President Trump’s ability to wangle a new deal from NAFTA partners Mexico and Canada will give the White House leverage to take a harder line in the escalating trade war with China, administration backers said Monday.
“Now the focus turns to China, where President Trump can resume his negotiations from a position of strength,” said Chris Garcia, a former Commerce Department deputy director.
He said Monday that the United States-Mexico-Canada Agreement is a blow to Beijing because it will create more hurdles for Chinese-made auto parts to enter the U.S. market and undercut Beijing’s divide-and-conquer strategy.
Trade analysts said a provision in the agreement dealing with currency manipulation gives Mr. Trump a template to attack Beijing for what critics say is a long pattern of driving down the yuan to benefit Chinese exporters.
Although it’s unclear when the next round of U.S.-Chinese trade talks will occur — Beijing halted negotiations last week after Mr. Trump ordered tariffs on a fresh $200 billion in Chinese imports — Mr. Trump clearly signaled that he is ready to play hardball.
“It’s a privilege for China to do business with us,” Mr. Trump told reporters at the White House while announcing the deal with Canada and Mexico.
“China wants to talk very badly,” said Mr. Trump, crediting his willingness to use tariffs and other measures to rebalance the trading relationship between the globe’s two biggest economies. “Frankly, it’s too early to talk. Can’t talk now because they’re not ready, because they’ve been ripping us for so many years.”
Some administration officials argued that the president now has momentum on his side as he ramps up talks with China and Japan on new trade deals.
“The dominoes are falling, and it is good news for U.S. farmers,” Agriculture Secretary Sonny Perdue said in a statement.
But some analysts predicted that, as tumultuous as the USMCA negotiations were over recent months, a breakthrough on trade with China is likely to be even more elusive.
“Unfortunately, the China story is a lot more complicated,” said Luis Costa, a top strategy analyst with Citibank.
Mr. Costa argued in an interview on CNBC that the Trump administration’s immediate goals for the trade talks with China are not entirely clear.
“What does the U.S. really want to achieve in the short term so we can finalize and mute the noise? We don’t quite know,” he said. “So I think that the story will probably be with us for years, not months.”
Chinese officials had no immediate response to the Canada deal, and stock markets in Hong Kong and on the mainland were closed Monday. Other Asian stock markets were mixed as traders struggled to understand the deal.
China poses a problem of far greater magnitude and complexity for U.S. trade negotiators. In addition to breaking down traditional trade and tariff barriers, Washington is demanding changes to China’s rules on such matters as technology-sharing and intellectual property rights.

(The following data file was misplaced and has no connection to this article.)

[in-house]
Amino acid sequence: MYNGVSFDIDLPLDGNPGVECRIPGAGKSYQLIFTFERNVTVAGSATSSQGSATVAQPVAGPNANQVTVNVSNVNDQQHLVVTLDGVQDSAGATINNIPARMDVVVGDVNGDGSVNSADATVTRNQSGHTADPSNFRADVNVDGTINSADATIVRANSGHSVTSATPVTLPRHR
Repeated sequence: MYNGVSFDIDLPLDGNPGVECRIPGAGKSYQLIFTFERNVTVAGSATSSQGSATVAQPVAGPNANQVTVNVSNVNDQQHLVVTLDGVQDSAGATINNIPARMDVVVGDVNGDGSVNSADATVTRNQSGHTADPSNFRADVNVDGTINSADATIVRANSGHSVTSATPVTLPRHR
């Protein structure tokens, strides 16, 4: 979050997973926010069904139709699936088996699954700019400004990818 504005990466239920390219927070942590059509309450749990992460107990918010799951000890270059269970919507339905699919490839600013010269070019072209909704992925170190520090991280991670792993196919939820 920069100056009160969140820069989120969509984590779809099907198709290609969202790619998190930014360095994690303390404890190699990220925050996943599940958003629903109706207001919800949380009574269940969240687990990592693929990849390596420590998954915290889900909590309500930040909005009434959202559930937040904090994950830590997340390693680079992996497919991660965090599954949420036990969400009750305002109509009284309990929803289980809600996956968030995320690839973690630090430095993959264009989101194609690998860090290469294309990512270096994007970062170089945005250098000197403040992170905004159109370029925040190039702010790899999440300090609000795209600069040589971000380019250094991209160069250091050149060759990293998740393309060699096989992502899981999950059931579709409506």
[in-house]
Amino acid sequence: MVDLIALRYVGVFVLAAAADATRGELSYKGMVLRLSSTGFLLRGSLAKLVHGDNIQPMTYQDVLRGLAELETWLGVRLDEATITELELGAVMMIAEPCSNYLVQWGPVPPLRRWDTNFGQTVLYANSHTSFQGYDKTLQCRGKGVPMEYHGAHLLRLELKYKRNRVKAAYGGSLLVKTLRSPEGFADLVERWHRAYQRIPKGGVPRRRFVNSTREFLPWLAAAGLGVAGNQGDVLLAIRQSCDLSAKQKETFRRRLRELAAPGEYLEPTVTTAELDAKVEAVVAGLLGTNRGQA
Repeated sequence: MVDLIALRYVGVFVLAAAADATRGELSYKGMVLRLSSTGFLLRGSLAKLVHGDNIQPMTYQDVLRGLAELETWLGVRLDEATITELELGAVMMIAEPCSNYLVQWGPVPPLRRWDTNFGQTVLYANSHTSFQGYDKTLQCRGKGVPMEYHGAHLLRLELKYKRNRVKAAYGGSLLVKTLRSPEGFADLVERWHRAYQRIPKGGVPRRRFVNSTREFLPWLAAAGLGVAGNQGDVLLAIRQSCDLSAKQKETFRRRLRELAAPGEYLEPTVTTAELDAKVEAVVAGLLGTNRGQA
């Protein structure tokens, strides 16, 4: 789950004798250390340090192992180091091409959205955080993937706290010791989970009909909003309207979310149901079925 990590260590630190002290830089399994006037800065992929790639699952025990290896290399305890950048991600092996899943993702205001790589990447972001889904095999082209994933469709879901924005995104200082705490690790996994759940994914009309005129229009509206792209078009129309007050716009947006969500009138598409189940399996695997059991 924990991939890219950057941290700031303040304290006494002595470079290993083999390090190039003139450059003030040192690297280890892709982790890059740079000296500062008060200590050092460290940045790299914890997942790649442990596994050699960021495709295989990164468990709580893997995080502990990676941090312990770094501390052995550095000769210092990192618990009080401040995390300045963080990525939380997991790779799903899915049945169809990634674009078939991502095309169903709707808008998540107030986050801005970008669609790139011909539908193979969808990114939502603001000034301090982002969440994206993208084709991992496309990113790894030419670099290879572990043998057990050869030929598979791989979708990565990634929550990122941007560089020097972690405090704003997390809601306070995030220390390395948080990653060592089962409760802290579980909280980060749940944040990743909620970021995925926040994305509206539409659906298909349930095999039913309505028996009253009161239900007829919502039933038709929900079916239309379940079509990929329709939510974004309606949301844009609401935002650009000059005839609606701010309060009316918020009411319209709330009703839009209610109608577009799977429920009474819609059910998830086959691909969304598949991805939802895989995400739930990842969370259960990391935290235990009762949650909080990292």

Although Mr. Trump likes to highlight China’s recent economic and financial woes, Chinese President Xi Jinping faces far fewer domestic pressures to cut a deal than do the democratically elected leaders of Canada and Mexico.
The U.S. is China’s largest single export market, taking in just under a fifth of all Chinese exports. The U.S. is the third-largest importer into China, trailing South Korea and Japan.
The planned U.S.-Mexico-Canada Agreement, assuming the three countries ratify it, takes off the table any hopes China may have had of enlisting Mexico City and Ottawa in a broad alliance against Mr. Trump’s trade agenda. The breakthrough over the weekend could strengthen Mr. Trump’s hand by aligning the U.S., Mexico and Canada as three-way trade partners, with China on the outside looking in.
One area of the agreement that may have an immediate impact for China is the export of car and auto parts to the U.S. The agreement effectively caps imports from Canada and Mexico at 2.4 million vehicles and $90 billion worth of auto parts annually. Anything above that triggers a 25 percent tariff.
The agreement also requires 75 percent of the value of vehicles sold in the U.S. to be produced within the NAFTA market and stipulates that 40 percent to 45 percent of a vehicle’s value be made in areas paying at least $16 an hour.
A report Monday by Investors Business Daily maintained that “China is a prime target of the new auto part restrictions” that aim to “curb the use of components produced outside North America.”
“This is a major victory for the U.S. in re-orienting the supply chain away from Southeast Asia and back to North America …,” Mr. Garcia said. “China was using Mexico to game the system.”
Other parts of the accord also appear to have China clearly in mind. Alexandre Moreau, a public policy analyst at the Montreal Economic Institute, pointed to a provision in the agreement that may effectively block Canada and Mexico from cutting their own bilateral trade deals with China and other major trading powers.
“That’s something that really worries me,” Mr. Moreau said in an interview on CNBC.
Others expressed hope that the USMCA will result in such a boon for North America that such concerns are irrelevant.
Mr. Garcia, the former U.S. Commerce Department official, argued in remarks circulated to reporters that the deal is “an effort to reorient the supply chain to North America.”
“The de-industrialization of the United States ended last night,” he said. “This is a major victory for the U.S. in re-orienting the supply chain away from Southeast Asia and back to North America.”